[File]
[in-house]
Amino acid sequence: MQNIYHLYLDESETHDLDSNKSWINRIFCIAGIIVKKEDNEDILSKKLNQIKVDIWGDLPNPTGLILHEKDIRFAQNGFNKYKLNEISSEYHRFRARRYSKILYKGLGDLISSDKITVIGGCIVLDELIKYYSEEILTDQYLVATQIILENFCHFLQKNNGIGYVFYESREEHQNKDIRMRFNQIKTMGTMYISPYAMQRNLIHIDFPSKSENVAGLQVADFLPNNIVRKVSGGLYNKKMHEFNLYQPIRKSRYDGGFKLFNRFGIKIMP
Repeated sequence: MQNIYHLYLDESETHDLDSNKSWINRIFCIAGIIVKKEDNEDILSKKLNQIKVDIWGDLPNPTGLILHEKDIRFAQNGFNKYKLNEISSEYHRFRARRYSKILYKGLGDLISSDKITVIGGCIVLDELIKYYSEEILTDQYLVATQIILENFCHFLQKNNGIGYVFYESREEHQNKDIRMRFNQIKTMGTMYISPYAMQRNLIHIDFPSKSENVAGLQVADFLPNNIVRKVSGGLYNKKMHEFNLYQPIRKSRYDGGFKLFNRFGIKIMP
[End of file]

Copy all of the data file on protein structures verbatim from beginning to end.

[in-house]
Amino acid sequence: MQNIYHLYLDESETHDLDSNKSWINRIFCIAGIIVKKEDNEDILSKKLNQIKVDIWGDLPNPTGLILHEKDIRFAQNGFNKYKLNEISSEYHRFRARRYSKILYKGLGDLISSDKITVIGGCIVLDELIKYYSEEILTDQYLVATQIILENFCHFLQKNNGIGYVFYESREEHQNKDIRMRFNQIKTMGTMYISPYAMQRNLIHIDFPSKSENVAGLQVADFLPNNIVRKVSGGLYNKKMHEFNLYQPIRKSRYDGGFKLFNRFGIKIMP
Repeated sequence: MQNIYHLYLDESETHDLDSNKSWINRIFCIAGIIVKKEDNEDILSKKLNQIKVDIWGDLPNPTGLILHEKDIRFAQNGFNKYKLNEISSEYHRFRARRYSKILYKGLGDLISSDKITVIGGCIVLDELIKYYSEEILTDQYLVATQIILENFCHFLQKNNGIGYVFYESREEHQNKDIRMRFNQIKTMGTMYISPYAMQRNLIHIDFPSKSENVAGLQVADFLPNNIVRKVSGGLYNKKMHEFNLYQPIRKSRYDGGFKLFNRFGIKIMP